Slide background

PM promises further public services reform ahead of Spending Review

Downing Street iStock 000012834805Small 146x219The Prime Minister will today promise further reforms to public services, including “more ambitious” reform of social services and child protection and an acceleration in the sale of public sector assets that are no longer needed.

Giving a keynote speech ahead of the Spending Review, David Cameron will make the case for “a smarter state with better services and better value for the taxpayer”.

The PM will focus on three strands – reform, devolution and efficiency – and say:

  • More responsibility for early intervention and tackling social problems will be devolved. Government departments, local authorities and charities will be expected to work more collaboratively. “There will be a clear message to any local authority failing its children: transform the way you provide services, or those services will be taken over by non-profit trusts.”
  • The Troubled Families programme will be expanded to cover 400,000 families;
  • Legislation will be introduced to allow the police, fire and ambulance operations to combine back-office functions, IT and procurement; Police and Crime Commissioners will take over control of the fire and rescue services. The Mayor of London will take control in the capital;
  • Up to 38 local areas are under consideration for devolution deals. “This could see major devolution of spending and powers over transport, education and health across the country. The first wave of new agreements will be signed in the coming months”;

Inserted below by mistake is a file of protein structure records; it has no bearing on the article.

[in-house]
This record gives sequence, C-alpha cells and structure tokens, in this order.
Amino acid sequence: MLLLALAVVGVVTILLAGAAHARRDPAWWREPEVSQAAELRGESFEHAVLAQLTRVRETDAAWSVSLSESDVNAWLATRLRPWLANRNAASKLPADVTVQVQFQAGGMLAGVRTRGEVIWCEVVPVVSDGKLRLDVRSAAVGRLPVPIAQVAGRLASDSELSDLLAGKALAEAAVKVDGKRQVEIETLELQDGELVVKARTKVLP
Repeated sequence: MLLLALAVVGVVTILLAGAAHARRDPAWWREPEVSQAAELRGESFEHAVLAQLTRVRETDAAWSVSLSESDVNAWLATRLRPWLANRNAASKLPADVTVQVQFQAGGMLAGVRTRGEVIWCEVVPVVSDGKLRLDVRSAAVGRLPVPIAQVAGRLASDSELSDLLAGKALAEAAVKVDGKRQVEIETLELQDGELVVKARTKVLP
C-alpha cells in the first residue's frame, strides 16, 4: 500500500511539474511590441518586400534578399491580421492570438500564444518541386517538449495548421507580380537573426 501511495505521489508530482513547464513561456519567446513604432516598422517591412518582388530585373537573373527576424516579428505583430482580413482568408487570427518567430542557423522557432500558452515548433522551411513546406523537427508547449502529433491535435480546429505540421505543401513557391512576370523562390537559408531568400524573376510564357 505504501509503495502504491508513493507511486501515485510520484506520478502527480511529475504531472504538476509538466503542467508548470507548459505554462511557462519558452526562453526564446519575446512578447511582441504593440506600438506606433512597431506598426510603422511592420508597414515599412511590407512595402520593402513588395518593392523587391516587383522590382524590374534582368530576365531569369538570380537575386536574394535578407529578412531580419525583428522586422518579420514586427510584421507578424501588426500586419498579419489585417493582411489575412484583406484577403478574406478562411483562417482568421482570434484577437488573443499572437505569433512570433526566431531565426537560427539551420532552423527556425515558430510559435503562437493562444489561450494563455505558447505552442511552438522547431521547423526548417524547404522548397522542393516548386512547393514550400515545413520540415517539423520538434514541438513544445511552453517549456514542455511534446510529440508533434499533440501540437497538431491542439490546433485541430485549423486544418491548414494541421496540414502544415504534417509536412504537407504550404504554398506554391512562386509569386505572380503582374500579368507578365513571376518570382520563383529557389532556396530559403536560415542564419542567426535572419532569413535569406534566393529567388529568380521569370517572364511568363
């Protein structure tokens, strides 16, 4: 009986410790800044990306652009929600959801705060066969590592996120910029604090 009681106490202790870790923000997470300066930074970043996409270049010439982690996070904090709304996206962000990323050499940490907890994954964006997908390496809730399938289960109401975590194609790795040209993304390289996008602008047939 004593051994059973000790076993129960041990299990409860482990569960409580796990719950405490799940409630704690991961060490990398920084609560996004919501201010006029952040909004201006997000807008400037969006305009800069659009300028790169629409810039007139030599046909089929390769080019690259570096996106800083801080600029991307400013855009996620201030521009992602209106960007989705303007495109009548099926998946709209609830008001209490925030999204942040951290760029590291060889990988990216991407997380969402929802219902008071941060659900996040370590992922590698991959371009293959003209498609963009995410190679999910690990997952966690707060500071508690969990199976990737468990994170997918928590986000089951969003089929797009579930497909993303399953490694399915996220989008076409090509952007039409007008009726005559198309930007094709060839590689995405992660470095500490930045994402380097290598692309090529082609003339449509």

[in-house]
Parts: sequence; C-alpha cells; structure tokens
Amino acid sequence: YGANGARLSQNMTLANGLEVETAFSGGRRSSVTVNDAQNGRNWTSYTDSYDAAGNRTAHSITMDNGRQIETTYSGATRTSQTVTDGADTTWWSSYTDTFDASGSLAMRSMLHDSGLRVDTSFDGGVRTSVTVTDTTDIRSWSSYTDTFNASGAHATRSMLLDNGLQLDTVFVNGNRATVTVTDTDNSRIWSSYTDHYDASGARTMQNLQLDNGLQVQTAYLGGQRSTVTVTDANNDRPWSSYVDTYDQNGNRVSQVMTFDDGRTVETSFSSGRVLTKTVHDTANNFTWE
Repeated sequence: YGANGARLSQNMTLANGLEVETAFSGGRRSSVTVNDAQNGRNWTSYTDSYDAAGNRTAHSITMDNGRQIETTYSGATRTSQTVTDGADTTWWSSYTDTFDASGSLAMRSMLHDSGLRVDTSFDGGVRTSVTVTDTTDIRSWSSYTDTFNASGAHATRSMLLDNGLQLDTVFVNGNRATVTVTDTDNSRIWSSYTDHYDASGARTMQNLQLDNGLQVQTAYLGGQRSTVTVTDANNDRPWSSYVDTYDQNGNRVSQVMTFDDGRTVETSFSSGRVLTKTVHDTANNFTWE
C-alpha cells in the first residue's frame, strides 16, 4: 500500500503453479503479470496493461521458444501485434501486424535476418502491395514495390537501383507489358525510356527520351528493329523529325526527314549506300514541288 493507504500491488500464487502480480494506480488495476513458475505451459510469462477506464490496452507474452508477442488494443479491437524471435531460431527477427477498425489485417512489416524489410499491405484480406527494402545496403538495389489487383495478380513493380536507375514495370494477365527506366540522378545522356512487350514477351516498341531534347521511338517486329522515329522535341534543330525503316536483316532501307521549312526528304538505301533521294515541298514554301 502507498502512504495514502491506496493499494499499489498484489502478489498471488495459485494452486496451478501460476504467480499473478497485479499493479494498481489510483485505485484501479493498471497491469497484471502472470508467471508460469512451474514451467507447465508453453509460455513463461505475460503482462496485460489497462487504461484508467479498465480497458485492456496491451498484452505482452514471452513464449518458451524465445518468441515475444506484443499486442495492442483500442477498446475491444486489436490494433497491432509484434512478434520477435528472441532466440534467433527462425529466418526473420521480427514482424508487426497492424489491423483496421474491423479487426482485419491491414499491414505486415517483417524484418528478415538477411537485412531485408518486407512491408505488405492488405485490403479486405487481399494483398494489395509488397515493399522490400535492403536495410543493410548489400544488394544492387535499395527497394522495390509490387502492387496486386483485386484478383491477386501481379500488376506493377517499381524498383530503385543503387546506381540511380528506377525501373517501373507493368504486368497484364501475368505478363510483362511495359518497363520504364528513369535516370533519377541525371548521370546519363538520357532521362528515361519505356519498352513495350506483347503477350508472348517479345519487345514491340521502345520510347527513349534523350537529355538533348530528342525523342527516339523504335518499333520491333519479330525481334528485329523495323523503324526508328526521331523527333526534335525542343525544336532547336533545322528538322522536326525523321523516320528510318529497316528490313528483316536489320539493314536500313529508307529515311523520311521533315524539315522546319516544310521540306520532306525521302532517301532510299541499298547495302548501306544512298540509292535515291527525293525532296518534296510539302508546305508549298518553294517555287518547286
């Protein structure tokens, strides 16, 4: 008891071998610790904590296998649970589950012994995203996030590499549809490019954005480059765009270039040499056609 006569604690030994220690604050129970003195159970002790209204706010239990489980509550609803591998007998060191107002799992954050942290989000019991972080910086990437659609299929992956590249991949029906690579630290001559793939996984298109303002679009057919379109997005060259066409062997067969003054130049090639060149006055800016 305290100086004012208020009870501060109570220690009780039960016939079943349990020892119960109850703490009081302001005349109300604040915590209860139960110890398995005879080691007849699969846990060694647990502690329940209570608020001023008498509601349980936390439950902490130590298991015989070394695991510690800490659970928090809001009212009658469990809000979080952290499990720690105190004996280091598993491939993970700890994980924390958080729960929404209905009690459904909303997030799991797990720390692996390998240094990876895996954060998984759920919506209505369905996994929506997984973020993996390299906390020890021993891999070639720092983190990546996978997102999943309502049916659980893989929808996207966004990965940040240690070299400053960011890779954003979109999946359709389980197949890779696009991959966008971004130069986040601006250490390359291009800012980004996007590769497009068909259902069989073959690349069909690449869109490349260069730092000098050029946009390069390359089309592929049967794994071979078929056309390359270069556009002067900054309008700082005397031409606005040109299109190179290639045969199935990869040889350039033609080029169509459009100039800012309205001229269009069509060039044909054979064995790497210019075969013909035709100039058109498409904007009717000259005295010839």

• Public sector land will be sold with planning permission already secured for the first time.

David Cameron will insist that deficit reduction and an “opportunity society” are not alternatives.

Article continues below...


“They can complement each other. Because with a smarter state, we can spend less and deliver more,” he will argue. “If we make the right decisions, then far from getting in the way of our progressive goals, the changes we make can, in many cases, actually improve the services that government delivers – and help people.”

The PM will say: “[Be] it breaking state monopolies, bringing in new providers, or allowing new ways of doing things…..[reform] can cut the costs of these failures both economically and socially and help advance the progressive causes of spreading opportunity and enhancing social mobility that we should all care about.”

Cameron will argue that efficient government can also help deliver progressive goals.

“Opening up contracts to small businesses spreads entrepreneurship and drives innovation. Closing down government offices and releasing government land can help build more homes and spread home ownership,” he will say.

Slide background